We define ubiquitous ecologies as emergent systems where old and new media and physical and digital environments are designed, delivered, and experienced as a seamless whole. They share a characteristic of pervasiveness with ubiquitous computing [27] and the systemic nature of media ecologies [14], and the emergent nature Greenfield associates with “everyware”: ”(b)efore they are knit together, the systems […] may appear to be relatively conventional, with well-understood interfaces and affordances. When interconnected, they will assuredly interact in emergent and unpredictable ways” [7]. It must be noted that Constantinides and Barrett similarly connotate “information infrastructure as an ecology of ubiquitous sociotechnical relations" [3]. The design of such ecologies is a challenge for information architecture.

Fig. 2 - A modern game of the goose across space, time, and media

A challenge for information architecture

A recent study conducted on on-line advertising in Italy [13] shows a strong correlation between television broadcasting, the general press, and use of the Internet. The study illustrates how a surprising 65% of visitors to an on-line search engine were looking for further information in relation to a product or service they saw in a television commercial or in a newspaper advertisement. “What shows up in one medium is looked up on another. This is the reason why communication is starting to become cross-medial” [26].

Of course, every medium developed a specific language and specific rules through the years [2], and difficulties in envisioning a global approach across domains were to be expected.

But as the shift towards cross-mediality gains momentum, this deficiency begins to affect the whole process. When multiple interactions are designed as single, unstructured and unrelated experiences but are in fact one, structural gaps and behavioral inconsistencies are common, and even the continuous movement from one medium to the other increases the cognitive load for the user, and definitively hampers the final user experience [22].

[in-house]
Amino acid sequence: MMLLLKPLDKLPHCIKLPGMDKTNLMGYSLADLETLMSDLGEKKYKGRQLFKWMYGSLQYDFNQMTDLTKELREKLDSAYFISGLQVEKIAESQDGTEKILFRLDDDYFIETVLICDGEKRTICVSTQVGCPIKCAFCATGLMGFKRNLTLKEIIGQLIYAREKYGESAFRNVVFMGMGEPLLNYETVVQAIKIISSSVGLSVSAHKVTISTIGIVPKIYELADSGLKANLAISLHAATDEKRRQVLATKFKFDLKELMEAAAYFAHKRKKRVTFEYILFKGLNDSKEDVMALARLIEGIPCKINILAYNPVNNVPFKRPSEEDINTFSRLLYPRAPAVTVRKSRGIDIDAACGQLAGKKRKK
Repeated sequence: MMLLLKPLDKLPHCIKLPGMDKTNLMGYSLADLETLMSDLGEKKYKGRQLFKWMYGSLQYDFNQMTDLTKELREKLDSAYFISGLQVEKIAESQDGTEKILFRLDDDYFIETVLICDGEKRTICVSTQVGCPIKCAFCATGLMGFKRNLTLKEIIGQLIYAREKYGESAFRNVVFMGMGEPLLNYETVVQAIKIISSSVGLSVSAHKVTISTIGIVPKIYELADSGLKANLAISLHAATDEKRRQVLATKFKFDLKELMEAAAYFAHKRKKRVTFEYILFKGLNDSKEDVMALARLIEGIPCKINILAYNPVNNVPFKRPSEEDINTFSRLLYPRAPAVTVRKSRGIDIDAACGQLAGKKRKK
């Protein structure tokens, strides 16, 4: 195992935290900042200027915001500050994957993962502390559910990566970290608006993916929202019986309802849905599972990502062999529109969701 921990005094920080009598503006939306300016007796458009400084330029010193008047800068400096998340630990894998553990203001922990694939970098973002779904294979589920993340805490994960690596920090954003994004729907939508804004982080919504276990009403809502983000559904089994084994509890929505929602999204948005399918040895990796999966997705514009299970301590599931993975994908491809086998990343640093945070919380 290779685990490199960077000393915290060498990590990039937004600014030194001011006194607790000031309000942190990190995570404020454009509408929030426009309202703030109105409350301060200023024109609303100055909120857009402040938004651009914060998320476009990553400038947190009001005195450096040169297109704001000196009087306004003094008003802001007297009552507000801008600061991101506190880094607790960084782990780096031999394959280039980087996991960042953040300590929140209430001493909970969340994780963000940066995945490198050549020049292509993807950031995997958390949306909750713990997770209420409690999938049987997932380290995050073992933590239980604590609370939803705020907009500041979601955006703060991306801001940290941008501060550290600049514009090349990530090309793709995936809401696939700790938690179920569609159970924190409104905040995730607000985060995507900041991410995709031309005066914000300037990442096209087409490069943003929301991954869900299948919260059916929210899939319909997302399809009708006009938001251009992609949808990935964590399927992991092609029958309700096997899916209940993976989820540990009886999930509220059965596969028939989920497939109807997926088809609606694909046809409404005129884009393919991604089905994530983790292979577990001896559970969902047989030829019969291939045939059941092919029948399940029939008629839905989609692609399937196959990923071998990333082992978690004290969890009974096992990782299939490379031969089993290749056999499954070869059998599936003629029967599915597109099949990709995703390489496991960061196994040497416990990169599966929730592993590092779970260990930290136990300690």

Since information architecture relies on principles largely independent from any specific medium or practice, it provides a flexible but solid conceptual model for the design of cross-context interaction models which span different media and environments, and hence is capable to provide a constant cognitive framework throughout the whole interaction process.

To do this, information architecture has to undergo two different evolutionary changes:


Information architectures become ecosystems

When different media and different contexts are tightly intertwined, no artifact can stand as a single isolated entity. Every single artifact becomes an element in a larger ecosystem. All these artifacts have multiple links or relationships with each other and have to be designed as part of one single seamless user experience process.

Users become intermediaries